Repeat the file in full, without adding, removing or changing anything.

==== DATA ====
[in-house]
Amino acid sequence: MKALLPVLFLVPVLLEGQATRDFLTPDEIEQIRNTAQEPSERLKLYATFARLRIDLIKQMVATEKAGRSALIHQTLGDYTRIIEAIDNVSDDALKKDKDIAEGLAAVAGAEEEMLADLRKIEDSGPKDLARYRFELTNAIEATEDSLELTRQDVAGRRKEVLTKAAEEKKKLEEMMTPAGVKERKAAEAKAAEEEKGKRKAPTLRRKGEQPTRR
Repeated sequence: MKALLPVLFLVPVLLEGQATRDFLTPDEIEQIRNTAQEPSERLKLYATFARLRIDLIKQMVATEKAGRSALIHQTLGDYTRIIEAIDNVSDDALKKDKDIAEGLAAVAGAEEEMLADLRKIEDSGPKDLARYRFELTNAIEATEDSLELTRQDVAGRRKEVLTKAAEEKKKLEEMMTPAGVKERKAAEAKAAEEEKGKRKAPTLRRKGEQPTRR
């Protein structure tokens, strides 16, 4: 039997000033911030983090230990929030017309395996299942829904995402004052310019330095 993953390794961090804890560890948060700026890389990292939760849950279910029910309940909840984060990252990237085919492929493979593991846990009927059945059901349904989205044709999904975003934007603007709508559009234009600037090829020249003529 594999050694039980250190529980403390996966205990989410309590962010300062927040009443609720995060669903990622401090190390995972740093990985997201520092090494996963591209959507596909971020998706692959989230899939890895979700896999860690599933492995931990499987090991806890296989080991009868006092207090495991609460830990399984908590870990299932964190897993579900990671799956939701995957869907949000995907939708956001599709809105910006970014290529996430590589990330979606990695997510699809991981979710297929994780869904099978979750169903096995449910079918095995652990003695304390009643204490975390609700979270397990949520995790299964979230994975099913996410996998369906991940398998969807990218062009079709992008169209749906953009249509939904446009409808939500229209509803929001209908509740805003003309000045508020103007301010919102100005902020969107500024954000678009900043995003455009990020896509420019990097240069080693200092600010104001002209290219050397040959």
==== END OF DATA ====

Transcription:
[in-house]
Amino acid sequence: MKALLPVLFLVPVLLEGQATRDFLTPDEIEQIRNTAQEPSERLKLYATFARLRIDLIKQMVATEKAGRSALIHQTLGDYTRIIEAIDNVSDDALKKDKDIAEGLAAVAGAEEEMLADLRKIEDSGPKDLARYRFELTNAIEATEDSLELTRQDVAGRRKEVLTKAAEEKKKLEEMMTPAGVKERKAAEAKAAEEEKGKRKAPTLRRKGEQPTRR
Repeated sequence: MKALLPVLFLVPVLLEGQATRDFLTPDEIEQIRNTAQEPSERLKLYATFARLRIDLIKQMVATEKAGRSALIHQTLGDYTRIIEAIDNVSDDALKKDKDIAEGLAAVAGAEEEMLADLRKIEDSGPKDLARYRFELTNAIEATEDSLELTRQDVAGRRKEVLTKAAEEKKKLEEMMTPAGVKERKAAEAKAAEEEKGKRKAPTLRRKGEQPTRR
């Protein structure tokens, strides 16, 4: 039997000033911030983090230990929030017309395996299942829904995402004052310019330095 993953390794961090804890560890948060700026890389990292939760849950279910029910309940909840984060990252990237085919492929493979593991846990009927059945059901349904989205044709999904975003934007603007709508559009234009600037090829020249003529 594999050694039980250190529980403390996966205990989410309590962010300062927040009443609720995060669903990622401090190390995972740093990985997201520092090494996963591209959507596909971020998706692959989230899939890895979700896999860690599933492995931990499987090991806890296989080991009868006092207090495991609460830990399984908590870990299932964190897993579900990671799956939701995957869907949000995907939708956001599709809105910006970014290529996430590589990330979606990695997510699809991981979710297929994780869904099978979750169903096995449910079918095995652990003695304390009643204490975390609700979270397990949520995790299964979230994975099913996410996998369906991940398998969807990218062009079709992008169209749906953009249509939904446009409808939500229209509803929001209908509740805003003309000045508020103007301010919102100005902020969107500024954000678009900043995003455009990020896509420019990097240069080693200092600010104001002209290219050397040959």